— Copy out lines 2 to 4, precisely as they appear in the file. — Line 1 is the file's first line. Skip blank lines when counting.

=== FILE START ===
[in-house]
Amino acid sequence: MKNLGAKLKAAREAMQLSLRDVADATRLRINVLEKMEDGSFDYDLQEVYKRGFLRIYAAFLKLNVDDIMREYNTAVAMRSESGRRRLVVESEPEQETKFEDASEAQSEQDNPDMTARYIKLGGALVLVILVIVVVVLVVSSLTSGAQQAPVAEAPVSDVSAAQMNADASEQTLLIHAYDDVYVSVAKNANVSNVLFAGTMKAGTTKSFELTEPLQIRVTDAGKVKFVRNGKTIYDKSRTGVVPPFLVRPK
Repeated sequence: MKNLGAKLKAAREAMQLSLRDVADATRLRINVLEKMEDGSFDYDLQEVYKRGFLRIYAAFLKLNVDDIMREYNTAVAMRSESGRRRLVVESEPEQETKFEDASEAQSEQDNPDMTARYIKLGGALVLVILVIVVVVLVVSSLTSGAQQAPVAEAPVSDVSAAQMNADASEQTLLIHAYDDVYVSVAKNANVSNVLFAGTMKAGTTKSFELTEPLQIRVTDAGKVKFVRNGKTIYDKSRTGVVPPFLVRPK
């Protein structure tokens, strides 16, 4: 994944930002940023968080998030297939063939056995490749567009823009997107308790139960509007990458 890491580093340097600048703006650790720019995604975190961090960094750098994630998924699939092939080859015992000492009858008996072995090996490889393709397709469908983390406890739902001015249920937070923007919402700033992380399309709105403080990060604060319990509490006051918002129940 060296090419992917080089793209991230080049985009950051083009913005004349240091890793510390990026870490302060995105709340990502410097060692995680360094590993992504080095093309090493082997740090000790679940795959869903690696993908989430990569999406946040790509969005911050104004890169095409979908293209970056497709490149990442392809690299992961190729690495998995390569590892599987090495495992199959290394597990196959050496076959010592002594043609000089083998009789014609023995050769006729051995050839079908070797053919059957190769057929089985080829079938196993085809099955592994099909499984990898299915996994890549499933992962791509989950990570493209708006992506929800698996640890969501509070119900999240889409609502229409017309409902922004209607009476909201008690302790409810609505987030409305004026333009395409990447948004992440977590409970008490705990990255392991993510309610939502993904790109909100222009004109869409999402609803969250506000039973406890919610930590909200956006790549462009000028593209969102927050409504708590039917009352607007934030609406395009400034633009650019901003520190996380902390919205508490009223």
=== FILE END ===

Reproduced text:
Amino acid sequence: MKNLGAKLKAAREAMQLSLRDVADATRLRINVLEKMEDGSFDYDLQEVYKRGFLRIYAAFLKLNVDDIMREYNTAVAMRSESGRRRLVVESEPEQETKFEDASEAQSEQDNPDMTARYIKLGGALVLVILVIVVVVLVVSSLTSGAQQAPVAEAPVSDVSAAQMNADASEQTLLIHAYDDVYVSVAKNANVSNVLFAGTMKAGTTKSFELTEPLQIRVTDAGKVKFVRNGKTIYDKSRTGVVPPFLVRPK
Repeated sequence: MKNLGAKLKAAREAMQLSLRDVADATRLRINVLEKMEDGSFDYDLQEVYKRGFLRIYAAFLKLNVDDIMREYNTAVAMRSESGRRRLVVESEPEQETKFEDASEAQSEQDNPDMTARYIKLGGALVLVILVIVVVVLVVSSLTSGAQQAPVAEAPVSDVSAAQMNADASEQTLLIHAYDDVYVSVAKNANVSNVLFAGTMKAGTTKSFELTEPLQIRVTDAGKVKFVRNGKTIYDKSRTGVVPPFLVRPK
């Protein structure tokens, strides 16, 4: 994944930002940023968080998030297939063939056995490749567009823009997107308790139960509007990458 890491580093340097600048703006650790720019995604975190961090960094750098994630998924699939092939080859015992000492009858008996072995090996490889393709397709469908983390406890739902001015249920937070923007919402700033992380399309709105403080990060604060319990509490006051918002129940 060296090419992917080089793209991230080049985009950051083009913005004349240091890793510390990026870490302060995105709340990502410097060692995680360094590993992504080095093309090493082997740090000790679940795959869903690696993908989430990569999406946040790509969005911050104004890169095409979908293209970056497709490149990442392809690299992961190729690495998995390569590892599987090495495992199959290394597990196959050496076959010592002594043609000089083998009789014609023995050769006729051995050839079908070797053919059957190769057929089985080829079938196993085809099955592994099909499984990898299915996994890549499933992962791509989950990570493209708006992506929800698996640890969501509070119900999240889409609502229409017309409902922004209607009476909201008690302790409810609505987030409305004026333009395409990447948004992440977590409970008490705990990255392991993510309610939502993904790109909100222009004109869409999402609803969250506000039973406890919610930590909200956006790549462009000028593209969102927050409504708590039917009352607007934030609406395009400034633009650019901003520190996380902390919205508490009223």